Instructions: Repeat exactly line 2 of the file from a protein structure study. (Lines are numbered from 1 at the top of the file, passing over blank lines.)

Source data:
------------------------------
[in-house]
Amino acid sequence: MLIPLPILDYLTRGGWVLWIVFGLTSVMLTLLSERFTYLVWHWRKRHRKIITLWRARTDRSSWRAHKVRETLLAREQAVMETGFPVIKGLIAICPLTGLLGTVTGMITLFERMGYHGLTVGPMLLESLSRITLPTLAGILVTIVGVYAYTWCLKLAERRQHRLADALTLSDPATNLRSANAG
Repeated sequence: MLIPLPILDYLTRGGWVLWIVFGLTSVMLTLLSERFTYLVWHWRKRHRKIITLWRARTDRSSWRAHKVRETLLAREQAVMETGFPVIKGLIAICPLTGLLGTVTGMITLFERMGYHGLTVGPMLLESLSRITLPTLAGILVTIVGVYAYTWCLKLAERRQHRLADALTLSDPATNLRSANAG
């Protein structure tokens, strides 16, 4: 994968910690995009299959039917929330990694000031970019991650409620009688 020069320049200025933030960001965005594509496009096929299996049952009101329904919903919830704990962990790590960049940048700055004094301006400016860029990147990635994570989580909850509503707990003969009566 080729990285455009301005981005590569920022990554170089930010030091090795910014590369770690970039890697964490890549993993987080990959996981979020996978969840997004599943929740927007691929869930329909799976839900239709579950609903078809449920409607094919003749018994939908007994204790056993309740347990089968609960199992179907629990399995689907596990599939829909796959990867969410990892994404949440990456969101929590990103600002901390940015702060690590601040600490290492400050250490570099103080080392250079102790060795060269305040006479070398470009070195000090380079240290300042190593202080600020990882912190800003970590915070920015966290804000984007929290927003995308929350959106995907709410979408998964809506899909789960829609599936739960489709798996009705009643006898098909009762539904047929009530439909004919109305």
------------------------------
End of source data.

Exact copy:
Amino acid sequence: MLIPLPILDYLTRGGWVLWIVFGLTSVMLTLLSERFTYLVWHWRKRHRKIITLWRARTDRSSWRAHKVRETLLAREQAVMETGFPVIKGLIAICPLTGLLGTVTGMITLFERMGYHGLTVGPMLLESLSRITLPTLAGILVTIVGVYAYTWCLKLAERRQHRLADALTLSDPATNLRSANAG